Why do these monkeys nurse each other’s babies?
Lactating and nursing costs a lot of energy. There must be some benefit to spending it on someone else’s infant.
Being a mom is hard enough, but imagine mothering someone else’s kids, too. That’s the norm for golden snub-nosed monkeys, according to a new study in the journal Science Advances. Scientists found that over a five-year period, more than 87 percent of golden snub-nosed monkey infants were nursed by females other than their mothers—a phenomenon called allonursing.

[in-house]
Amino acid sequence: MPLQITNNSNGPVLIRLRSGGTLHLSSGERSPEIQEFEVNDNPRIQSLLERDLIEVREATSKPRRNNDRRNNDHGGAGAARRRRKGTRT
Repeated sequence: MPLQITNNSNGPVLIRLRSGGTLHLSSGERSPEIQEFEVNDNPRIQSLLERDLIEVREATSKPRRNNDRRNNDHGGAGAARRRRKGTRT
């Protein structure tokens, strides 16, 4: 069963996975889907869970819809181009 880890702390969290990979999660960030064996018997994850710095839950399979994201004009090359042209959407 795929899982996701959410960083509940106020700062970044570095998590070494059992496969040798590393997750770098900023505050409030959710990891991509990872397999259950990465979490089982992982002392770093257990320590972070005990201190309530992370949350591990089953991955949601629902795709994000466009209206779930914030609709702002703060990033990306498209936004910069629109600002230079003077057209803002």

While allonursing has been documented in a number of rodent and carnivore species, as well as some primates, it is not common. This is the first evidence of allonursing in an Old World monkey.
Allonursing on a regular basis has only been reported in about 40 mammal species, and researchers weren’t expecting to see this behavior when they first started observing the behavior of